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Death of Cyclist Raises Questions About Township’s Bike Accessibility

After a fatal accident involving a cyclist and two motorists in September, questions loom about the township’s bike-ability.

The section of road along Seven Mile Road between Silver Springs Drive and Haggerty Road is an often-traveled thoroughfare, one of the few easy entries in and out of Northville.

The stretch of road has its share of visual challenges, even in the best of weather. It’s a place where joggers and cyclists are a fairly common sight, and sadly, a place where motorist-non motorist collisions have occurred.

The most recent of these took place Sept. 9, when after he was struck on Seven Mile near the state police station. Police announced Tuesday that criminal charges would not be filed in the case. In late July, on Seven Mile near Fry was struck and killed by a motorist. Police have since learned that alcohol was a factor in that accident.

That two fatal accidents occurred on the same stretch of road so close together begs a few questions: are Northville Township’s streets safe for those who choose to travel without a vehicle? And, what are the rights and responsibilities of drivers and cyclists, which under law have equal access to Michigan’s roads?

Township's roads

Northville Township’s non-motorized plan has been partially implemented with the goal of providing new trails throughout the community. Local cycling advocates are happy that there’s a plan that’s moving forward, but that doesn’t mean roadways are entirely safe for cyclists, said David Duffield, a Northville resident and avid cyclist.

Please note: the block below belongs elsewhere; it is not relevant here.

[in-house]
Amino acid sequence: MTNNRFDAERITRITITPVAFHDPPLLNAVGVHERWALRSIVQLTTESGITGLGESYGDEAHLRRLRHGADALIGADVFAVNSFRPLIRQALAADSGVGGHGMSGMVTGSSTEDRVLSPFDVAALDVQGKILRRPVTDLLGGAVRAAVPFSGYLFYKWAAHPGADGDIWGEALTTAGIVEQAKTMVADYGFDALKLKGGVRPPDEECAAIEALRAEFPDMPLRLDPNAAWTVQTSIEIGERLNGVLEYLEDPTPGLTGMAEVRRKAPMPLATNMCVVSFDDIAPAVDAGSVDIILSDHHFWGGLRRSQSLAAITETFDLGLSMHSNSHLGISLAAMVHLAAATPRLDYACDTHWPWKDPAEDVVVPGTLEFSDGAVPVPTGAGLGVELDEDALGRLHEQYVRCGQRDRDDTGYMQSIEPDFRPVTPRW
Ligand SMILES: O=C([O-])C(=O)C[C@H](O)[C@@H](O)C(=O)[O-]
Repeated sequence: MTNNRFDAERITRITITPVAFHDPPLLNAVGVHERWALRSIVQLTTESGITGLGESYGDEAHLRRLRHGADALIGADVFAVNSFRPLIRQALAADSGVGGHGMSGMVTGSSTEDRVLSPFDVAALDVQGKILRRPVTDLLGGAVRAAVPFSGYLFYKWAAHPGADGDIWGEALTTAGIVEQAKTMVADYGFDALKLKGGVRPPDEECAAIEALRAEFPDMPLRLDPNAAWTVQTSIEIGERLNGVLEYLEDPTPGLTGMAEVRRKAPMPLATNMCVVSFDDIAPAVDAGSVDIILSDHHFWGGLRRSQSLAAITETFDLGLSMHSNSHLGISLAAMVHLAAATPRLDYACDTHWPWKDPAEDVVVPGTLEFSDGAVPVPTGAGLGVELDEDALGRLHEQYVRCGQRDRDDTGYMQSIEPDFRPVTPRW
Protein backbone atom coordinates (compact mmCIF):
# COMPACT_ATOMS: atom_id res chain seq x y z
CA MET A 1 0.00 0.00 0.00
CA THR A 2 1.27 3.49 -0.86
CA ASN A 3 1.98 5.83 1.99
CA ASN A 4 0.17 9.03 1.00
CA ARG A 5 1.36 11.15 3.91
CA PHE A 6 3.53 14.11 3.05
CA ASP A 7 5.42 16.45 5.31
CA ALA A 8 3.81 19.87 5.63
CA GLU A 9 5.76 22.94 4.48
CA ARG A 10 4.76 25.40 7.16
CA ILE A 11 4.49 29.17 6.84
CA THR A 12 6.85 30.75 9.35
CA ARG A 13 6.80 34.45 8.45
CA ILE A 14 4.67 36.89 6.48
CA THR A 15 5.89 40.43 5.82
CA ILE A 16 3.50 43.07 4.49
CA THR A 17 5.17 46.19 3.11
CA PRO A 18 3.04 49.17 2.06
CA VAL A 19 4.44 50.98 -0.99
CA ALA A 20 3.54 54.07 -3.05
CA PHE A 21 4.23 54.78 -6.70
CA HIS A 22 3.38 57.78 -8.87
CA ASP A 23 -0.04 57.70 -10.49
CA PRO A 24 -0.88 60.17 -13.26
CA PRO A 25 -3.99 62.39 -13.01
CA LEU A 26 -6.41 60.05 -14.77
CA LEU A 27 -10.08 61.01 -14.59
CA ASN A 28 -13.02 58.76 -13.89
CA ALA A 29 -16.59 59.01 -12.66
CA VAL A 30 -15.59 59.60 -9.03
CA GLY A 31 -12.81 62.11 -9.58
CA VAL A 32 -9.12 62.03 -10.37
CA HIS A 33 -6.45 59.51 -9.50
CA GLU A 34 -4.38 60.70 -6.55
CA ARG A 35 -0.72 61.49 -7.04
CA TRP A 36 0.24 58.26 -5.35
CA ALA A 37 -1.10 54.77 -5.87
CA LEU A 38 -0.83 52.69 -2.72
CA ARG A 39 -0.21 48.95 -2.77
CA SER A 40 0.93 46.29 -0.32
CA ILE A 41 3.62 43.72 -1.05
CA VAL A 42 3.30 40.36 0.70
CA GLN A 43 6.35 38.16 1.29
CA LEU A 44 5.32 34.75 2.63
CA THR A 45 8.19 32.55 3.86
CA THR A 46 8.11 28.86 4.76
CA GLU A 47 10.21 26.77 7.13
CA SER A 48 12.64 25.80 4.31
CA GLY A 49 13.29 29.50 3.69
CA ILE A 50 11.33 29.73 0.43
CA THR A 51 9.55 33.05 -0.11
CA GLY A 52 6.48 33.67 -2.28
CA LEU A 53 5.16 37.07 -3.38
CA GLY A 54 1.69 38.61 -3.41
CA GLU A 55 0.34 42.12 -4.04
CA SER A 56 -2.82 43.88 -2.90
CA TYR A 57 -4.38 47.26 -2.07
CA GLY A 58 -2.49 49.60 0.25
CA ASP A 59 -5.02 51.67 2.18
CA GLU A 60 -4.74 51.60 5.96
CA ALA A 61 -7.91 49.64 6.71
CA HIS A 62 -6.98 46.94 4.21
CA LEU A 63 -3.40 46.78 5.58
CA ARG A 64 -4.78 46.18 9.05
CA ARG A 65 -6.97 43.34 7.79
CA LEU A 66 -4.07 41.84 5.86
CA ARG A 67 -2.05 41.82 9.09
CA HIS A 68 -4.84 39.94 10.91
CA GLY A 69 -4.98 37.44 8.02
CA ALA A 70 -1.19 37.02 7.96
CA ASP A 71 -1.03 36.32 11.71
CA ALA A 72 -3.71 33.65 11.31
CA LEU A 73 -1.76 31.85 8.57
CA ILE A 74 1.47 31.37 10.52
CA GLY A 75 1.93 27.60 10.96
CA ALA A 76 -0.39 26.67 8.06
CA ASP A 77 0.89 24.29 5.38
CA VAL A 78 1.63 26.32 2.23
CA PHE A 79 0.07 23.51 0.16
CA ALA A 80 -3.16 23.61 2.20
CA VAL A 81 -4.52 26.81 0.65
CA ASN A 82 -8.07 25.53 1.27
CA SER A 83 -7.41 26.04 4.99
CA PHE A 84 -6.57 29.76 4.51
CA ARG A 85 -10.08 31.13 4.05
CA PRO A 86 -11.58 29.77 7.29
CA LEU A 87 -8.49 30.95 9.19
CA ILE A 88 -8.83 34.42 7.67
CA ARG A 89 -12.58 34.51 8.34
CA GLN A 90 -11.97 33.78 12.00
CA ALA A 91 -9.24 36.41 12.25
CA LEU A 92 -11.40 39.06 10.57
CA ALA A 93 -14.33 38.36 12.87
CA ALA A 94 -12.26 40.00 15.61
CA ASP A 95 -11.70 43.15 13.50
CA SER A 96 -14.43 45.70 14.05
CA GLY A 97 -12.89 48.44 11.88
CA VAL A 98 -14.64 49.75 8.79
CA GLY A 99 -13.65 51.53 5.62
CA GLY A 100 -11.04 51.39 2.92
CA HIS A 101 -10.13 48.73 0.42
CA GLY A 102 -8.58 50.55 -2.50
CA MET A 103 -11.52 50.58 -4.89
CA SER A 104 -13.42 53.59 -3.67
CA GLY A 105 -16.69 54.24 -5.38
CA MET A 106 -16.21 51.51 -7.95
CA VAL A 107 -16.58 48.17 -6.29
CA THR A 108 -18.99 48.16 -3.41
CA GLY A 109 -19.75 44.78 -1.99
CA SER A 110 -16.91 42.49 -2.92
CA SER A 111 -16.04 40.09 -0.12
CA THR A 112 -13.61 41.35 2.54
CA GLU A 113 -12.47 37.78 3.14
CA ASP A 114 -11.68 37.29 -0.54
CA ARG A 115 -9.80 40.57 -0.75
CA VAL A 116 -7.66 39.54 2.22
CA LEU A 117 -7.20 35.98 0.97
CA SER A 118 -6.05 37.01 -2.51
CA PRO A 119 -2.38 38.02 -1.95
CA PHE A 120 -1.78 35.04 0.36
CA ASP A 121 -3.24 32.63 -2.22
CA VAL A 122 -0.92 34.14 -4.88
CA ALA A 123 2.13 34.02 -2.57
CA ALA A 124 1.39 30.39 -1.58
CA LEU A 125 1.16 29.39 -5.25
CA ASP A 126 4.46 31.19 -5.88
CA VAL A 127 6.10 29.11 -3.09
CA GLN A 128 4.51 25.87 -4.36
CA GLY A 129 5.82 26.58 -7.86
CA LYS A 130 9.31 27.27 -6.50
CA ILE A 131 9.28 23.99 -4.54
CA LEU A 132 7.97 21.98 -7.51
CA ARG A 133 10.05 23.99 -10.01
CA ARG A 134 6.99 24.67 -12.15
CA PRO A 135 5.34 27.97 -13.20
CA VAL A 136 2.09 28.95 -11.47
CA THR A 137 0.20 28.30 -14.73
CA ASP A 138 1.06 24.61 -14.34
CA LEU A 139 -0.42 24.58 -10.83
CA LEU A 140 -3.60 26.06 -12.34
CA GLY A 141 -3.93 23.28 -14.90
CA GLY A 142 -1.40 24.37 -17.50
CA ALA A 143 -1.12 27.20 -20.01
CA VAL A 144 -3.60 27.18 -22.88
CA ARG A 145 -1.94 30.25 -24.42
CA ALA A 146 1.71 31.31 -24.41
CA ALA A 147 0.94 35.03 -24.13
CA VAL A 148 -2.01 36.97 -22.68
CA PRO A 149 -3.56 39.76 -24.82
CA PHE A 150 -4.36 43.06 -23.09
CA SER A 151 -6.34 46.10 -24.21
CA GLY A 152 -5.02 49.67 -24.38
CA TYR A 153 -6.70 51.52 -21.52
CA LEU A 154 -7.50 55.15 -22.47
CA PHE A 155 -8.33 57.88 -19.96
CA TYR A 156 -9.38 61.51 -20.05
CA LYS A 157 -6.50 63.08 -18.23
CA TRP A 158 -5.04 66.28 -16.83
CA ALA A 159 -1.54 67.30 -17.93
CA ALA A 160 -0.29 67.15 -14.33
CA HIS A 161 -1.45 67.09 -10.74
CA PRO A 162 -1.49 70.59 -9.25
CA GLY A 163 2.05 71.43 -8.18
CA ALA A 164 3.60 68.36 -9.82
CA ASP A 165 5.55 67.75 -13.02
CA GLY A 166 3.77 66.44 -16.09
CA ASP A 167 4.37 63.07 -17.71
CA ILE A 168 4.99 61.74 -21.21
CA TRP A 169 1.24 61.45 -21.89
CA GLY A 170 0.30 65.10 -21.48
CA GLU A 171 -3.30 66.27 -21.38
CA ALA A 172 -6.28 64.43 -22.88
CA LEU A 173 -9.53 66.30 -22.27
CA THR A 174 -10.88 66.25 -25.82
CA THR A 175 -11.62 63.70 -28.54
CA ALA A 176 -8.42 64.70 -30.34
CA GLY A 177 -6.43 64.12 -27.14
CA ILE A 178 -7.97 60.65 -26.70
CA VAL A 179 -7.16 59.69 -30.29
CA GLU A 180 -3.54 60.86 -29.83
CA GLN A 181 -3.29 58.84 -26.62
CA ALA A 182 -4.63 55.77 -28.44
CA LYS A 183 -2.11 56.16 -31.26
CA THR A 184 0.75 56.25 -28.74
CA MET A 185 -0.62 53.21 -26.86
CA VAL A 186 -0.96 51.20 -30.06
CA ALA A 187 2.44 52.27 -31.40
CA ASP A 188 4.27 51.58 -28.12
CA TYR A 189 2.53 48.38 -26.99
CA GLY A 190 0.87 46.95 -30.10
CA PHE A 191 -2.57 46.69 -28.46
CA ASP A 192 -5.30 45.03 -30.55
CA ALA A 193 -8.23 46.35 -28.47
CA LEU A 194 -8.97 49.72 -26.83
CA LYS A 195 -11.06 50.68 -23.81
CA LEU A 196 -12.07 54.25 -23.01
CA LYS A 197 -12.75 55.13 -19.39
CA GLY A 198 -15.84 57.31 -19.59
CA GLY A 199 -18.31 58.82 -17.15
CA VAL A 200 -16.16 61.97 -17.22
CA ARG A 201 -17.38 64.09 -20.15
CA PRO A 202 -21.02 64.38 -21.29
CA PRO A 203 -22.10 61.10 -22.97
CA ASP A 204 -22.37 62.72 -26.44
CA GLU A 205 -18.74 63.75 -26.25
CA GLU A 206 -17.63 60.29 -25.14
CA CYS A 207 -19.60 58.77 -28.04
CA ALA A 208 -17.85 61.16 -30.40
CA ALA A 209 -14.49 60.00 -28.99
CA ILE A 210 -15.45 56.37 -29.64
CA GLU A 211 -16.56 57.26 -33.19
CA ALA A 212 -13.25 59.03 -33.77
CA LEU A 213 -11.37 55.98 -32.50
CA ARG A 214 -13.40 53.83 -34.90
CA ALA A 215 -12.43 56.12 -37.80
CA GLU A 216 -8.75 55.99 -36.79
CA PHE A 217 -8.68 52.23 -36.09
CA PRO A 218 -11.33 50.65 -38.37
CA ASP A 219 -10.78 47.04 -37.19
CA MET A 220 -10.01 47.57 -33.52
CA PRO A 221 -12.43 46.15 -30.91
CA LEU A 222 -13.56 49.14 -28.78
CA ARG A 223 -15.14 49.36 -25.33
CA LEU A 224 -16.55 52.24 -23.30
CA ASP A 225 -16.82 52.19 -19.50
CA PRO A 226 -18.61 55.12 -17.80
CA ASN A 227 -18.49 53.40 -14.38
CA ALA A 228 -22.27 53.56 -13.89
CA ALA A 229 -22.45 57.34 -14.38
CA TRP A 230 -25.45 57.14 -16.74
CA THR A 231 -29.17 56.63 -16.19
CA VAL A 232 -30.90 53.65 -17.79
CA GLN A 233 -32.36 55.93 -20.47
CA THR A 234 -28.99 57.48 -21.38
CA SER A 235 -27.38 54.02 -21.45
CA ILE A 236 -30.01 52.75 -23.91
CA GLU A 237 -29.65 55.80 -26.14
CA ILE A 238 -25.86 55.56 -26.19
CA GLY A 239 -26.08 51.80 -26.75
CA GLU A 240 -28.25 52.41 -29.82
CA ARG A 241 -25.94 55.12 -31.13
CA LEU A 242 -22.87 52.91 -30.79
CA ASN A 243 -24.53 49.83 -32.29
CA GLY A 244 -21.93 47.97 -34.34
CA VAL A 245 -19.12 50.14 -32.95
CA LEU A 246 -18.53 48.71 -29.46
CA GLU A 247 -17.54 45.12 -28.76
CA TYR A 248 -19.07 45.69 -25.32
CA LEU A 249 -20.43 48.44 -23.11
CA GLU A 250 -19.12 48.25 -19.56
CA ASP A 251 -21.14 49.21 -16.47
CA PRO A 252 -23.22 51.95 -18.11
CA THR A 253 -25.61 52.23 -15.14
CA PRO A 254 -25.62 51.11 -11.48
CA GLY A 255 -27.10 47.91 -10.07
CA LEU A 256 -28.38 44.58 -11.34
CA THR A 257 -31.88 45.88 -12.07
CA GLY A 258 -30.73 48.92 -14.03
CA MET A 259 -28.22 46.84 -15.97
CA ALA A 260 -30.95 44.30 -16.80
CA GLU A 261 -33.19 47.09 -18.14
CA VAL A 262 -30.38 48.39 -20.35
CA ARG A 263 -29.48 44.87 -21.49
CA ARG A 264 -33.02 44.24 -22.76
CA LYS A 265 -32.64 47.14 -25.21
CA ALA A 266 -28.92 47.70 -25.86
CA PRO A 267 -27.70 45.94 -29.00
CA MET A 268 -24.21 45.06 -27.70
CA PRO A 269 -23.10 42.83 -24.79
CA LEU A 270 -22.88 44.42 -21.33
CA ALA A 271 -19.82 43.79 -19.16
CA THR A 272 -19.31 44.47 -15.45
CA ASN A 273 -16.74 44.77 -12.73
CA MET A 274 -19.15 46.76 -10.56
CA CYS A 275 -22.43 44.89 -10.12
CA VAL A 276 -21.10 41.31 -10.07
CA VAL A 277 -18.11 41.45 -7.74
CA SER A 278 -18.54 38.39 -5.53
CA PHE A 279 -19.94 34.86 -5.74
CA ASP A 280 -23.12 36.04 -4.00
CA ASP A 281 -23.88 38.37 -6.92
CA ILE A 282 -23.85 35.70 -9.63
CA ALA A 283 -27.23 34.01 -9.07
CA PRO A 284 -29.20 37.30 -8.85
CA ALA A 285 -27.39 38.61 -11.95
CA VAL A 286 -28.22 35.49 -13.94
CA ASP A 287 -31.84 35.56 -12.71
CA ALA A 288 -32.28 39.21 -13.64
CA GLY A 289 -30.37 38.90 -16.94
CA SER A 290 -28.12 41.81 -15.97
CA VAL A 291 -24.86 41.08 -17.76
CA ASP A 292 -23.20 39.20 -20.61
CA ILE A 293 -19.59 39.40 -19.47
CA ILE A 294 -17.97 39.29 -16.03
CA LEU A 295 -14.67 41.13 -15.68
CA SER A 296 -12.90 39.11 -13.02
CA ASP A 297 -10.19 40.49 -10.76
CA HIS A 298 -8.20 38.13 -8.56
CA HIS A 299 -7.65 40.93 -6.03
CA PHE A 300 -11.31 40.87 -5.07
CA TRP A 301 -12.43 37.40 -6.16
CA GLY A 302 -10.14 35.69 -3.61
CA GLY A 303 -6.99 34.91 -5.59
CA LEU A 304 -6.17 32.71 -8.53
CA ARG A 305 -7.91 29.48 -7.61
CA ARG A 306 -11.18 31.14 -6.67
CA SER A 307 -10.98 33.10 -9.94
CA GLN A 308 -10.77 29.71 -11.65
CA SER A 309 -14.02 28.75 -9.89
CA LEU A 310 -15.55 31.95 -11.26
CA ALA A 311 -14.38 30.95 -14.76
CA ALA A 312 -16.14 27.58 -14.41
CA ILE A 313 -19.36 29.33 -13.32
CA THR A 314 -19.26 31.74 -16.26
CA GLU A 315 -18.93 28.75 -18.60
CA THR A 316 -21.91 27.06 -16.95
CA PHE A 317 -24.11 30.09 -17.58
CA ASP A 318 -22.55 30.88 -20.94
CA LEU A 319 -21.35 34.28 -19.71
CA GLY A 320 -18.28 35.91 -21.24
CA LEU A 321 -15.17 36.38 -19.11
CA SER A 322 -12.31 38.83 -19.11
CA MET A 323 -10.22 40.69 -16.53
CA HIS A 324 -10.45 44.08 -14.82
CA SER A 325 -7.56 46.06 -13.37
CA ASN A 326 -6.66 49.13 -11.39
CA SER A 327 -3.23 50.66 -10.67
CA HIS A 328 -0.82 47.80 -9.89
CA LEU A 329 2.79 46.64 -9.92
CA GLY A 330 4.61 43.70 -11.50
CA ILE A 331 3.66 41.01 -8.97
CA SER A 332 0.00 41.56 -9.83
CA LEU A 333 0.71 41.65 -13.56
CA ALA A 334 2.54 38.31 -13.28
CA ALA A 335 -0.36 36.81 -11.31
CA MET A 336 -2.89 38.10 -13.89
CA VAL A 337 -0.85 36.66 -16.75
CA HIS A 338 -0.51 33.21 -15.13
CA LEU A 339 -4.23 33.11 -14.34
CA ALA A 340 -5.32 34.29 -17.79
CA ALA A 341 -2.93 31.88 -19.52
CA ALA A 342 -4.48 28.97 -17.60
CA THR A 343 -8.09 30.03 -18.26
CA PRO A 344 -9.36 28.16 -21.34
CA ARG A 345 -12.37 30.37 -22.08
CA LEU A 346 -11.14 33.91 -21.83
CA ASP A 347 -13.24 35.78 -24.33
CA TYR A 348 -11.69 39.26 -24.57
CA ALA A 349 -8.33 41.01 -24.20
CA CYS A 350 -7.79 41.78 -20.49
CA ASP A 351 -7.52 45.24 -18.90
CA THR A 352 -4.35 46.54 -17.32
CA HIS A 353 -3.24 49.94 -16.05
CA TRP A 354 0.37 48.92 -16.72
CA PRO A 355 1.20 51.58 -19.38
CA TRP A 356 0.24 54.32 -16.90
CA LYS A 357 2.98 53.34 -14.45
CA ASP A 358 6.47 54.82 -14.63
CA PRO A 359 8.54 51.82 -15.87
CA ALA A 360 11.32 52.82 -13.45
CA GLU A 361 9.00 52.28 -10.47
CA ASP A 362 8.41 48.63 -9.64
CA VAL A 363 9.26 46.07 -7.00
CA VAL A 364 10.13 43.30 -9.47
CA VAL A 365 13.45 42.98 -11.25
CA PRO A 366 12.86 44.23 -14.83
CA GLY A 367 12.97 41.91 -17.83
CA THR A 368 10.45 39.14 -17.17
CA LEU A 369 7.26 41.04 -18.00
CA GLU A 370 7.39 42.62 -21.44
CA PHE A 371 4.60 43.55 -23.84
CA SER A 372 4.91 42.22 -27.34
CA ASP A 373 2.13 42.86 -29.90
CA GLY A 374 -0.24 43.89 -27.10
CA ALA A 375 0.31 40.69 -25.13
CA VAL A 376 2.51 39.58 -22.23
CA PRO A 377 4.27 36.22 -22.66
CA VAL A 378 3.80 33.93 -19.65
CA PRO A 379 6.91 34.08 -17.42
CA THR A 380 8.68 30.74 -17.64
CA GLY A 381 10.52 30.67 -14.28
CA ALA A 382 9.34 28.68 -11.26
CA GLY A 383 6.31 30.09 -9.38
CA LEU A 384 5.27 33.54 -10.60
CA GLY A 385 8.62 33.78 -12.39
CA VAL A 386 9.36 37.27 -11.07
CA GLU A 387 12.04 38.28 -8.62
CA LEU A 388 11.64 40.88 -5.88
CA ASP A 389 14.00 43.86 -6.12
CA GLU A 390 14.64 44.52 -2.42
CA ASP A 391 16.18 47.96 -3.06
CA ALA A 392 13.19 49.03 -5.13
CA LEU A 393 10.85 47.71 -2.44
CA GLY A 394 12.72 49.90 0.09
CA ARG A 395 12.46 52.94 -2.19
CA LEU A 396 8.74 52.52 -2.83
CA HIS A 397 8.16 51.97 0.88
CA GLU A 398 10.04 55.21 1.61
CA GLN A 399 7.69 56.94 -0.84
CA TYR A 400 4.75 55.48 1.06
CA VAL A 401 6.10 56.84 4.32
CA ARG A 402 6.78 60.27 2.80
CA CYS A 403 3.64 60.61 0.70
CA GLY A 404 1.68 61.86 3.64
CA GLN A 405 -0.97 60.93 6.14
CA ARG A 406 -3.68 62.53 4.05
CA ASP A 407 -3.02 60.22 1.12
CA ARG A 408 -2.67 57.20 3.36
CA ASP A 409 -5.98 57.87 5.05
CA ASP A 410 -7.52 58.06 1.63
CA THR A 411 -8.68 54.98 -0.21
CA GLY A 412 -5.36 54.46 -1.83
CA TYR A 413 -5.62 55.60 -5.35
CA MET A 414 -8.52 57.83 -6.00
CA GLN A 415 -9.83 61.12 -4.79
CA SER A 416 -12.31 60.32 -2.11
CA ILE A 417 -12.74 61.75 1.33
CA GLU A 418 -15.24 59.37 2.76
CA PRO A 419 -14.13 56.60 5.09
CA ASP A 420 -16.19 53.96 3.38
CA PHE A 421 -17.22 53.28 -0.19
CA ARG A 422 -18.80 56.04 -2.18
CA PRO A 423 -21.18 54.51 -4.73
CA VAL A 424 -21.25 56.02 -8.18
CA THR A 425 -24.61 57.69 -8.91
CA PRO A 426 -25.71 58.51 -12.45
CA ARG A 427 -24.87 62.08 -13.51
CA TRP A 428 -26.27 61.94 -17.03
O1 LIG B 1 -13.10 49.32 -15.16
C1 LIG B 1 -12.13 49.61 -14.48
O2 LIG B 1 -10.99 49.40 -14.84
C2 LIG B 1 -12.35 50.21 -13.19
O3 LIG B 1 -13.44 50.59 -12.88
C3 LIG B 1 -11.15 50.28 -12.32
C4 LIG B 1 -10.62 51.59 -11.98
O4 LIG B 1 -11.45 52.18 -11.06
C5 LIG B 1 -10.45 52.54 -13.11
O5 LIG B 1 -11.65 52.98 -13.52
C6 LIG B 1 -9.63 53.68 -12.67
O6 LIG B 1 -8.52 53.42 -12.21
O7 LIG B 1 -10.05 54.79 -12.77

“One thing that I think continues to be a problem is that on many of the township’s roads, the shoulders aren’t paved,” he said. “That would go a long way to help."

Duffield rides his bike to work every day – weather permitting – from his home at Six Mile Road and Winchester Street to work at Twelve Mile and Haggerty. He said drivers in all communities, not just Northville Township, need to be better educated in terms of dealing with cyclists on the road.

“I think the reason we don’t see more cyclists is because many people just don’t feel safe on the roads,” he said. “I think we could all benefit from some education.”

Duffield added that the safest place for a cyclist is in the lane because that increases visibility for drivers. He added that drivers need to slow down and understand the rules of the road, while cyclists need to make sure they have reflective equipment and clothing so drivers can see them. Duffield also said he doesn’t bike in inclement weather because he thinks it’s too difficult for drivers to see him.

Jennifer Frey, the township’s community development director, said that a non-motorized plan put into place several years ago had vastly improved how non-motorized travelers navigate the city.

“We’ve made progress,” she said. “It’s a priority for the township.”

Frey said the plan is a complex series of paths meant to connect neighborhoods, and make Downtown Northville accessible from the township.

Township Manager Chip Snider said that some changes could come with new construction, especially as the near the Hospital gets moving.